“Sometimes “No” is the kindest word.”
I have been somewhat distraught by the fact that health restrictions and my inability to predict my availability have kept me from doing as much as I would like to do. This reality has resulted in temporarily requiring me to say no to requests for my help. I suffer a few pangs of guilt as I see others do so much while I am on the sidelines. I am on the mend and hope to be able to do more in the months ahead.
It has never been easy to say no but it is worse to say yes and then fail to make your commitments. If you are like I am and find that turning down requests from others is hard you might find this article helpful.
Stages of Learning to Say “No”
By Donna Birk
One of the most important skills we can learn that will help us manage and fulfill our priorities is to say “No.” Once we get there, it becomes easier and easier, but initially it can be extremely awkward and unpopular with others. Knowing the stages we’ll go through can help us realize that what’s happening is natural and that it’s not just that we can’t seem to do it.
Stage 1: Identifying Opportunities
In this initial stage we have identified our need to learn to say “No” and have made it a goal. What happens is that we start to identify opportunities that have already past where we could have and should have said “No.” We may easily be able to relate to this stage. Most of us at one time or another have said to ourselves or someone else “I never should have agreed to do this.” It’s that regretful feeling that we didn’t take the chance when we had it. This is an important stage in the process, though, since it instills within us the negative experiences that can result from not having said “No.” When enough of those build up, we move on to the next stage.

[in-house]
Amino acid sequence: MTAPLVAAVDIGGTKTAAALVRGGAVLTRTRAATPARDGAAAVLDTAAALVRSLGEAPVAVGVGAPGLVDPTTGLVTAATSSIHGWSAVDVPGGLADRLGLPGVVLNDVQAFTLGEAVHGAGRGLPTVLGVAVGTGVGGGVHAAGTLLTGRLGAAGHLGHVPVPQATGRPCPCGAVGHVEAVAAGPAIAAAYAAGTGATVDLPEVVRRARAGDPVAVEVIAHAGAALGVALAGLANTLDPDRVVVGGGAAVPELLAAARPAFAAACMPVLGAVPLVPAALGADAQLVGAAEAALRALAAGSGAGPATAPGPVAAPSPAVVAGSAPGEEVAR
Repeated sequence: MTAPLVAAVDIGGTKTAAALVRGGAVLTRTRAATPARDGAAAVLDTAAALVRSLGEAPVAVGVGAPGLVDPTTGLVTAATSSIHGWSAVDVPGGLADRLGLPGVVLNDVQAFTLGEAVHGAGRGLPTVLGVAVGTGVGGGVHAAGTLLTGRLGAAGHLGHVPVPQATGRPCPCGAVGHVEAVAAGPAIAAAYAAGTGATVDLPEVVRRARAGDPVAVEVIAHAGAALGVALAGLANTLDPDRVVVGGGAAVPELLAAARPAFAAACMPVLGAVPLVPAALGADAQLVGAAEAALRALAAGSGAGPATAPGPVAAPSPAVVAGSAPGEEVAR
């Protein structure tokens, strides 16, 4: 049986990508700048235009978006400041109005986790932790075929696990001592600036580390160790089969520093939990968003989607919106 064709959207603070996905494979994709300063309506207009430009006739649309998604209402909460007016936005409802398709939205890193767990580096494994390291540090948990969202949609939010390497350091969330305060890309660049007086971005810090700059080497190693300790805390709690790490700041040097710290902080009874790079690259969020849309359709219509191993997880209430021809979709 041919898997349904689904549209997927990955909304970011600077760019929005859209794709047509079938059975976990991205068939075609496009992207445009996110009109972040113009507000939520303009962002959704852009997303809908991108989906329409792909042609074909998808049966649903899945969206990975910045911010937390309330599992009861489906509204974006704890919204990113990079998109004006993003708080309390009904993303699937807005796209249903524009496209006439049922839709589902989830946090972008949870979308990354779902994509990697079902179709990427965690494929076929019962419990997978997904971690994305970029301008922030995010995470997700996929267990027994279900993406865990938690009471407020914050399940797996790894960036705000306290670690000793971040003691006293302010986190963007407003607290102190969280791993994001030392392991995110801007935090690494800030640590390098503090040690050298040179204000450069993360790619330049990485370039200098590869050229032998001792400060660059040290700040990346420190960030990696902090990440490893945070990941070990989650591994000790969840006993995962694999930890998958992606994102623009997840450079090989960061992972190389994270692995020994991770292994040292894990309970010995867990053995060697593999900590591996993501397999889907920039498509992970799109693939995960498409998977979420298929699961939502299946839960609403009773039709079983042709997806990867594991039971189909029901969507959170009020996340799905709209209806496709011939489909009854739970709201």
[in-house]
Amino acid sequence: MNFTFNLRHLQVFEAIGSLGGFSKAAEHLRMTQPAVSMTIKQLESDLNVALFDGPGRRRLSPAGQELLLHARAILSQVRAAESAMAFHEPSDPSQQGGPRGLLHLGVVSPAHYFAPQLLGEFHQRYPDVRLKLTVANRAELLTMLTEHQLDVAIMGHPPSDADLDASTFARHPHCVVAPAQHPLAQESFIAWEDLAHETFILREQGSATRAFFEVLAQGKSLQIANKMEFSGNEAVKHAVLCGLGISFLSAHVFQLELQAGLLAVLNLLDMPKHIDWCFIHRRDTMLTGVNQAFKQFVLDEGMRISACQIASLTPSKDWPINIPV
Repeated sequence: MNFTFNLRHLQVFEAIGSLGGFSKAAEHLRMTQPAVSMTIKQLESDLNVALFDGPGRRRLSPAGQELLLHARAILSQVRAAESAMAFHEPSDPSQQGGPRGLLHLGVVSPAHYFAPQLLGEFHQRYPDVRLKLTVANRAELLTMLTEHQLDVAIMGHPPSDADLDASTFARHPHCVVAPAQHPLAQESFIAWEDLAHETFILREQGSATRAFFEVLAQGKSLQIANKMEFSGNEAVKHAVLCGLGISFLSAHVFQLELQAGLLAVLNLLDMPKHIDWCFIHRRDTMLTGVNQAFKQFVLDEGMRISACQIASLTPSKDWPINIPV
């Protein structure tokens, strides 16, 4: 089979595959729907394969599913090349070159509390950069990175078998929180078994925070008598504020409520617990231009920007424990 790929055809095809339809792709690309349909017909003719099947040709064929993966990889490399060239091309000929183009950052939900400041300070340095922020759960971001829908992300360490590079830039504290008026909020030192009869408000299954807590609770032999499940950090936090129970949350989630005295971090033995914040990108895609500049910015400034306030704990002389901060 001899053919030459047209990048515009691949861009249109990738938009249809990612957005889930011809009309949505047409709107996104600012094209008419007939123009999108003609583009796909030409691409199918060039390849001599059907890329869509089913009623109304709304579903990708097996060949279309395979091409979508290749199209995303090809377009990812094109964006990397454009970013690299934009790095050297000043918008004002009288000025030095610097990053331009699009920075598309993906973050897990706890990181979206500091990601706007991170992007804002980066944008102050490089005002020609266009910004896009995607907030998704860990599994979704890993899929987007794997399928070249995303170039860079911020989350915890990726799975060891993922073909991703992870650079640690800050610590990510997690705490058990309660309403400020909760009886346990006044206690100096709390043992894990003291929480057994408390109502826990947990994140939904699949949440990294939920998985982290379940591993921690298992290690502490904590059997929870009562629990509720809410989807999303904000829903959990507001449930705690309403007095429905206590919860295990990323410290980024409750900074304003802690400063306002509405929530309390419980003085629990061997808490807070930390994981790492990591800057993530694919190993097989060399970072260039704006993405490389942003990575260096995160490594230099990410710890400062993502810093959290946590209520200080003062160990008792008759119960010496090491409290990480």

Stage 2: Backing Up
This next stage of learning and practicing saying “No” is the most difficult. What actually happens is that we continue to say “Yes,” but decide later that we really should have said “No.” We get up the courage to make it right, go back to the other person and tell them we’ve changed our mind. We may feel uncertain, uncomfortable, embarrassed, unsure of ourselves, and not fully believe that what we’re trying to do is the right thing. Responses from others who let us know that we’ve let them down, we’re going back on your promise, or what will they do now certainly contribute to the discomfort we feel within this stage. We also, however, begin feeling intense moments of relief, self-confidence, and pride in ourselves. This is a stage where we seem to need the most reassurance that we’re on the right track. Bear with it, because it will be well worth it! When these positive experiences begin to have more impact than the discomfort, we move on to the next stage.
Stage 3: Doing the Right Thing at the Right Time
Within this stage, we have arrived at a place where we are able to say no at the right time: immediately. Again, this stage can be somewhat uncomfortable, but much of the discomfort, fear, and lack of confidence from the last stage has minimized dramatically. Because we are human beings who have feelings, we may never completely be rid of some sense of guilt or discomfort, but it will continue to have less and less of an impact on us.